15 Places to Find Fine Motor Fun

While I’m away at the Australasian MOPS Conference, the super-lovely Christie from Childhood101 is guest posting for me:

Sometimes as parents we are in a rush to help our children conquer the ‘big’ milestones, like learning to read and write.  In our haste we sometimes forget about spending time working on the smaller steps which are just as important for our children to master along the way.  Just as learning to stand and cruise the furniture is a normal part of learning to walk, learning to write will be a much easier process for children who have had lots of opportunities for fun and playful practise of fine motor skills.  Handwriting will be much harder for a child who does not have reasonable control over a pencil or good co-ordination of what the brain thinks, the eye sees and the hand does.

When we think of fun ways with fine motor skills, puzzles, bead threading and building with blocks are usually the first activities to come to mind however some children have little interest in any, or all of, these.  For these children especially, looking outside the box for fun ways to develop fine motor skills is really important and there are plenty of opportunities to be had in all types of interesting places!

15 Places to Find Fine Motor Fun

At the beach

Try writing special messages to each other in the damp sand with your fingers.  Or get collecting, looking for shells with holes in them as they are perfect for threading onto string to make a simple bracelet or necklace, or hang your strings in the window to remind you of Summer all year long.

At the hardware store

Screwing together nuts and bolts, locking padlocks with mini keys and sliding latches all make for hours of concentration and fine motor fun, especially with preschoolers.  An easy lock board can be made by securing a combination of locks and latches to a small piece of peg board.

At the garden nursery

Bring home a seed packet or two of potted colour and have fun poking finger holes into your soil and then dropping one seed into each hole, it’s trickier than you think :)

In your sewing room

Make a simple toddler friendly sewing project using an embroidery hoop and plastic drawer liner.  Add a plastic needle or metal bodkin threaded with a colourful piece of wool, tying one end of the wool to the needle and the other through the a hole in the drawer liner.  Teach your child to push the needle through and pull until the wool is taut.  Preschoolers might like to embroider around simple shapes drawn onto the drawer liner with marker pen.

At the park

Find a patch of daisies and teach your preschooler the simple childhood joy of making daisy chain necklaces or crowns.

Whilst singing

Finger plays are not just fun to sing, doing the actions is great fine motor fun as well.  Start with The Incy Wincy Spider, Here is the Church, Round and Round the Garden, Pat A Cake, Pat A Cake, 1-2-3-4-5 Once I Caught a Fish Alive, Here is the Beehive… a Google search will help you find many, many more.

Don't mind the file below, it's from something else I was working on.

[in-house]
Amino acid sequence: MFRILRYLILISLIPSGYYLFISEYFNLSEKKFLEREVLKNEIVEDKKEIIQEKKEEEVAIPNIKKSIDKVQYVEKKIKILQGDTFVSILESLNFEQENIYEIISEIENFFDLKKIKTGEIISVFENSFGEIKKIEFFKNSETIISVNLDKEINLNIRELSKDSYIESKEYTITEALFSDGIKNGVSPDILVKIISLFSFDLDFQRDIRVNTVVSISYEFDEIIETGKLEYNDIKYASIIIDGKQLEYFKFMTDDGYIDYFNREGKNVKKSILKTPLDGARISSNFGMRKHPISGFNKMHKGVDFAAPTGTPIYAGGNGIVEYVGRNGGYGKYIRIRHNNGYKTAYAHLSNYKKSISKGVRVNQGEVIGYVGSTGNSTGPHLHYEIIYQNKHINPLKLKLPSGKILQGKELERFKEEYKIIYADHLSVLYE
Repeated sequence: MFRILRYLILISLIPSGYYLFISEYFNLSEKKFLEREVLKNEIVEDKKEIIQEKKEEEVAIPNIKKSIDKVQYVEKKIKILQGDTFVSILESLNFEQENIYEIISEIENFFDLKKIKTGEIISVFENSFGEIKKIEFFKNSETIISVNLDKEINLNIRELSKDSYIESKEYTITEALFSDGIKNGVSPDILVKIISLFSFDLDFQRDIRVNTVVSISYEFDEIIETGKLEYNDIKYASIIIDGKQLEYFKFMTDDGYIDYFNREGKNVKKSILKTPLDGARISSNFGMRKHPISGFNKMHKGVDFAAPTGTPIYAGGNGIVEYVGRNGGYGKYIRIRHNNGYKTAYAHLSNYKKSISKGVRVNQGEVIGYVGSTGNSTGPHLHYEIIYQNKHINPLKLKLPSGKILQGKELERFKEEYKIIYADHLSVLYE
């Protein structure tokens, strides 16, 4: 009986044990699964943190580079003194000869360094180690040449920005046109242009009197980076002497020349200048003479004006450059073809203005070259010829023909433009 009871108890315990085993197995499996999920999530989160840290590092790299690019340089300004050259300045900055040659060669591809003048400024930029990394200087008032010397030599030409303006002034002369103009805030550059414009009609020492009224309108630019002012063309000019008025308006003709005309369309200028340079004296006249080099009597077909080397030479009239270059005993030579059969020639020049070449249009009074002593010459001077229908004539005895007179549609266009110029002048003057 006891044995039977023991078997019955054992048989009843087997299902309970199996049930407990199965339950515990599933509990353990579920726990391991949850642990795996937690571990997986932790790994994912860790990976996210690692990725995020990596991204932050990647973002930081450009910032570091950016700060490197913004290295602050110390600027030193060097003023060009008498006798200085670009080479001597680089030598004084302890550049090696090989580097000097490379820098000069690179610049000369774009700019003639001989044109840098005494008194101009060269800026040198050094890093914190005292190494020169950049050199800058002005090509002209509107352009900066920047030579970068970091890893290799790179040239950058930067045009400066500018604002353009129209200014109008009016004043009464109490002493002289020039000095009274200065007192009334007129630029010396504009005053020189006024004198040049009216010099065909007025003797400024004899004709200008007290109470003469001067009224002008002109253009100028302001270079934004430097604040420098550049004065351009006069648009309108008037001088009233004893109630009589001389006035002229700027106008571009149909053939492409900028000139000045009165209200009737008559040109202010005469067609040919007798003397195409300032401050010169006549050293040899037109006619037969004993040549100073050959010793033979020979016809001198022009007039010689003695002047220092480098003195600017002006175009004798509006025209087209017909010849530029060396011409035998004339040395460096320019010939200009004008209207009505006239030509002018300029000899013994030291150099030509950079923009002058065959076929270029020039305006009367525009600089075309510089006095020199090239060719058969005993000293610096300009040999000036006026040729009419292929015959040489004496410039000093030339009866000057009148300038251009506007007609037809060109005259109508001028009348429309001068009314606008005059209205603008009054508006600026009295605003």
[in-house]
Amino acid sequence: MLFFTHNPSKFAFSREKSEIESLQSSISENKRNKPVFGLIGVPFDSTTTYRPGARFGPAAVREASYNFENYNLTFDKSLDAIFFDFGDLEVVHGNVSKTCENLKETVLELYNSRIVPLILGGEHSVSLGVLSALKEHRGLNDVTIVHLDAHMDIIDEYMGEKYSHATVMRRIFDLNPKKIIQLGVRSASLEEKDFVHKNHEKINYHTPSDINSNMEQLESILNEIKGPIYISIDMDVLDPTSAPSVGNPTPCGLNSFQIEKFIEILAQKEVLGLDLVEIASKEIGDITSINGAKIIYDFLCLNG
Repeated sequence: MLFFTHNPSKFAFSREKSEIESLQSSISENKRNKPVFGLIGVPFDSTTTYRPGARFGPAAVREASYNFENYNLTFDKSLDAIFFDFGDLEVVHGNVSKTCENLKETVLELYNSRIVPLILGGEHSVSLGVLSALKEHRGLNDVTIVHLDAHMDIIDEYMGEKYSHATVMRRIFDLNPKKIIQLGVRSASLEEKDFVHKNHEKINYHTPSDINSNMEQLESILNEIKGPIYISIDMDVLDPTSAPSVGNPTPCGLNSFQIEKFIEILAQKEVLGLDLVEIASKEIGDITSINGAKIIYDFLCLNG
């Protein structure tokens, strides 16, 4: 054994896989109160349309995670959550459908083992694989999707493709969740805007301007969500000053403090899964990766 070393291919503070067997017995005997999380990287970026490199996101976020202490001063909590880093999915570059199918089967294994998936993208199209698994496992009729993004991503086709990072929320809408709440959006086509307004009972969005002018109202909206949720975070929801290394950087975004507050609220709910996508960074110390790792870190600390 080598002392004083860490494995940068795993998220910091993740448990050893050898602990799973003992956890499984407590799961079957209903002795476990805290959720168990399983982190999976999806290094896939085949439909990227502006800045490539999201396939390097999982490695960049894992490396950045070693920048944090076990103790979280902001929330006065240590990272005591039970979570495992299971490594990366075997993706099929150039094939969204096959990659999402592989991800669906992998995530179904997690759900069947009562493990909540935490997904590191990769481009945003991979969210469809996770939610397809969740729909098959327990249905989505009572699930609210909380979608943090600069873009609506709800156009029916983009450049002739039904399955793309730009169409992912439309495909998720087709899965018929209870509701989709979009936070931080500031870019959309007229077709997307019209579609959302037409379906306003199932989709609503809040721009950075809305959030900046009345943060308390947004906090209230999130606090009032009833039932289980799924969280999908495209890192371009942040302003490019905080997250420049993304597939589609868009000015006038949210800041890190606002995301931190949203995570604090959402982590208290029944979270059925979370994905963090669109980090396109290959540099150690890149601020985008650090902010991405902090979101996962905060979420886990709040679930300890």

By the washing line

Pegging clothing is a quite a tricky skill when you really think about the co-ordination involved.  Set up a little clothes line and let your toddler or preschooler wash their dolls clothes and peg them out to dry.

In a tub of water

Give your toddler a tub of soapy water, a small cloth and a collection of interesting shells to wash.  What toddler doesn’t love playing with water?

At the breakfast table

Cereal isn’t just good for eating, hole-y cereal, like Cheerios, is also fun to thread.  A Cheerio necklace could just be the new answer to breakfast on the go!

In the playground

Why not introduce your preschooler or kindergartener to the childhood fun of a game of marbles?

In the shed

Give your child a sorting tray and a jar containing an assortment of screws or bolts of varying sizes – large, medium and small, and ask him/her to sort them into the tray according to size.

In the kitchen

Who would think fine motor skills could be found in a batch of biscuit dough?  Rolling dough, cutting with cookie cutters and decorating with icing and sprinkles all involve varying degrees of motor control.

For the Christmas tree

With Christmas closer then we like to think, why not get a head start on the decorations and make some clove covered oranges to hang in your home. They will look festive and smell great.  Another simple Christmas craft idea, suitable for preschoolers (under supervision) is to make tree decorations by pushing small round head pins through a sequin and into a polystyrene ball.

Whilst you are cleaning

Give your child a spray bottle of water and point them in the direction of any windows which need cleaning.  Wiping the water off with paper or a cloth is also good for large motor development.

On your games shelf

Grab out the dominoes and get busy making paths to knock down.  Early primary school aged children will enjoy the challenge of trying to make card houses from a deck of cards; also great for developing concentration, patience and task persistence.

Thanks Christie!
Jump over to Childhood101 for information, education and inspiration.

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